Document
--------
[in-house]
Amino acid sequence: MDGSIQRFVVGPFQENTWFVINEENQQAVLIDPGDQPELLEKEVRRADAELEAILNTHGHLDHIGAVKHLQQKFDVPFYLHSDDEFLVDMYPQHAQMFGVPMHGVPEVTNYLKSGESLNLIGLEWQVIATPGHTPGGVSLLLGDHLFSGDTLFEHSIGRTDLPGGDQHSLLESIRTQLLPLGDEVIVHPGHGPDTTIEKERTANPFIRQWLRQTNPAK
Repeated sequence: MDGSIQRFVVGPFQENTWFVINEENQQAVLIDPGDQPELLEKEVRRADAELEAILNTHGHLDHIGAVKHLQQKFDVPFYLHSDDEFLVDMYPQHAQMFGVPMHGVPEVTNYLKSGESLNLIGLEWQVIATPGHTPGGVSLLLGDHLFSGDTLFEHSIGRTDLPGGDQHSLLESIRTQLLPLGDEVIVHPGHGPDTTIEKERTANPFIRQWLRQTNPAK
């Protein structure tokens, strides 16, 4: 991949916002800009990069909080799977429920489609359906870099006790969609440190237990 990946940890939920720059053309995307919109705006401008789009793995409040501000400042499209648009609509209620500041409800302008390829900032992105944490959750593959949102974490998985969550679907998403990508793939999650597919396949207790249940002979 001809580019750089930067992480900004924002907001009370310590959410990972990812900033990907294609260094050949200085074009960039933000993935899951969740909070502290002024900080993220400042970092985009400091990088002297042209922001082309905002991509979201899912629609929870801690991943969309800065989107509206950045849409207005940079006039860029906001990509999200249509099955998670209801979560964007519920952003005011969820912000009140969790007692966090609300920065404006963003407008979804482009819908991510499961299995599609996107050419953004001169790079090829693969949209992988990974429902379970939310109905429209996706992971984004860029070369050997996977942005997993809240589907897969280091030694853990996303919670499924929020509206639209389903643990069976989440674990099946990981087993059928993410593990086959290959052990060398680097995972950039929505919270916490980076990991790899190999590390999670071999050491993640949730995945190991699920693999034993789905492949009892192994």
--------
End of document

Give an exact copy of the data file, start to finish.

[in-house]
Amino acid sequence: MDGSIQRFVVGPFQENTWFVINEENQQAVLIDPGDQPELLEKEVRRADAELEAILNTHGHLDHIGAVKHLQQKFDVPFYLHSDDEFLVDMYPQHAQMFGVPMHGVPEVTNYLKSGESLNLIGLEWQVIATPGHTPGGVSLLLGDHLFSGDTLFEHSIGRTDLPGGDQHSLLESIRTQLLPLGDEVIVHPGHGPDTTIEKERTANPFIRQWLRQTNPAK
Repeated sequence: MDGSIQRFVVGPFQENTWFVINEENQQAVLIDPGDQPELLEKEVRRADAELEAILNTHGHLDHIGAVKHLQQKFDVPFYLHSDDEFLVDMYPQHAQMFGVPMHGVPEVTNYLKSGESLNLIGLEWQVIATPGHTPGGVSLLLGDHLFSGDTLFEHSIGRTDLPGGDQHSLLESIRTQLLPLGDEVIVHPGHGPDTTIEKERTANPFIRQWLRQTNPAK
């Protein structure tokens, strides 16, 4: 991949916002800009990069909080799977429920489609359906870099006790969609440190237990 990946940890939920720059053309995307919109705006401008789009793995409040501000400042499209648009609509209620500041409800302008390829900032992105944490959750593959949102974490998985969550679907998403990508793939999650597919396949207790249940002979 001809580019750089930067992480900004924002907001009370310590959410990972990812900033990907294609260094050949200085074009960039933000993935899951969740909070502290002024900080993220400042970092985009400091990088002297042209922001082309905002991509979201899912629609929870801690991943969309800065989107509206950045849409207005940079006039860029906001990509999200249509099955998670209801979560964007519920952003005011969820912000009140969790007692966090609300920065404006963003407008979804482009819908991510499961299995599609996107050419953004001169790079090829693969949209992988990974429902379970939310109905429209996706992971984004860029070369050997996977942005997993809240589907897969280091030694853990996303919670499924929020509206639209389903643990069976989440674990099946990981087993059928993410593990086959290959052990060398680097995972950039929505919270916490980076990991790899190999590390999670071999050491993640949730995945190991699920693999034993789905492949009892192994």